Transit authorities investigate whether two MTA employees let boy drive train

BY Pete Donohue
DAILY NEWS STAFF WRITER

Wednesday, July 29th 2009, 4:00 AM

Photo of young boy in the driver’s compartment on Lexington Ave. subway train, snapped by a reader.

A subway motorwoman and conductor were put on unpaid leave Tuesday as authorities determine if they let a boy drive a Manhattan express train full of passengers.

NYC Transit investigators have not learned if the boy worked the controls of the No. 4 train on Sunday, but they said he was in the motorwoman’s cab, a serious violation of safety rules.

Sources told the Daily News the boy is related to the conductor, not the motorwoman of the north-bound train.

“They will not be operating a train until the outcome of this investigation, and they will not be paid,” NYC Transit spokesman Paul Fleuranges said.

“Based on the information obtained during the initial stages of the investigation, it has been determined there was in fact an unauthorized individual in the cab.”

The Daily News reported Tuesday that lawyer Jules Cattie said he saw an 8- or 9-year-old boy in the cab and believed the motorwoman was teaching him how to run the train.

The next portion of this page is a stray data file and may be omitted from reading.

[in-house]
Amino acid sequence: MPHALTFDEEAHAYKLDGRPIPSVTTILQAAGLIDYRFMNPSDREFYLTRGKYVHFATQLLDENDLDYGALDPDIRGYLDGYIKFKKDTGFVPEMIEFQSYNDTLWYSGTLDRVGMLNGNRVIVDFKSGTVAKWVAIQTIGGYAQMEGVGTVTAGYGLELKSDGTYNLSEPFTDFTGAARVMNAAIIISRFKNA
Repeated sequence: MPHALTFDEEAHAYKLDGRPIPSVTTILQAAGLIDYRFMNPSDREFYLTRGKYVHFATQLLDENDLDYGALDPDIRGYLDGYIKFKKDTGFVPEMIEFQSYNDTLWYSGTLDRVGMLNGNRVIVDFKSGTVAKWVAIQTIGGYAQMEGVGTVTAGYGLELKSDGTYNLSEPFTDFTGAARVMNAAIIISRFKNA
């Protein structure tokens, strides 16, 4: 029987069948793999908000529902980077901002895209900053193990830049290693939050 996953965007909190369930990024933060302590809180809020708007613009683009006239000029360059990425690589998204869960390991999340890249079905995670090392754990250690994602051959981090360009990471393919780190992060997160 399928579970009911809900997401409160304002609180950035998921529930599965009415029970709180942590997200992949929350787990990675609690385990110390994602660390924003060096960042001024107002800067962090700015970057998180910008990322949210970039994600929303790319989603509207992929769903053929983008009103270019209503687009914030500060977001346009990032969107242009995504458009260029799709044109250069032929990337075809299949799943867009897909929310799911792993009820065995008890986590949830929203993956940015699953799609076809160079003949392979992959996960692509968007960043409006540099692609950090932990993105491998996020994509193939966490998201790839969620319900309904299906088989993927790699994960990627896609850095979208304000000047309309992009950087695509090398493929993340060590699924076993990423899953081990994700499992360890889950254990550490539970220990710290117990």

She was standing behind the lad as he stood at the controls, Cattie said.

A co-worker described the female train operator as “cautious and attentive.”

“I don’t think the kid was driving the train,” the co-worker said. “I think at most she was just showing him [how to drive]. She’s one of the most responsible people I know.”

Metropolitan Transportation Authority Inspector Barry Kluger also has launched a probe.

“Obviously, this allegation raises serious safety concerns for the ridership,” Kluger said.

The motorman, or train operator, is posted in the cab at the front of the train. The conductor, who opens and closes doors, works out of a cab in the middle of the train.

Even if the boy didn’t drive, the motorwoman could be fired for allowing him in the cab, authorities said.

Subway riders interviewed Tuesday agreed any visitors – especially children – should be barred from the cab.

They were sympathetic to the motorwoman if her only mistake was treating the boy to a front-seat view and rudimentary lesson on navigating the system.

Wistful riders and train buffs were left a little charmed by the boy who may have lived the wish of many New Yorkers.

Charles Burleigh, 53, an interior designer in Manhattan, called the report a “serious issue.” Still, Burleigh confessed he always wanted to drive a train.

“But I never had a chance,” he said.

pdonohue@nydailynews.com

With Rich Schapiro and Joe Jackson

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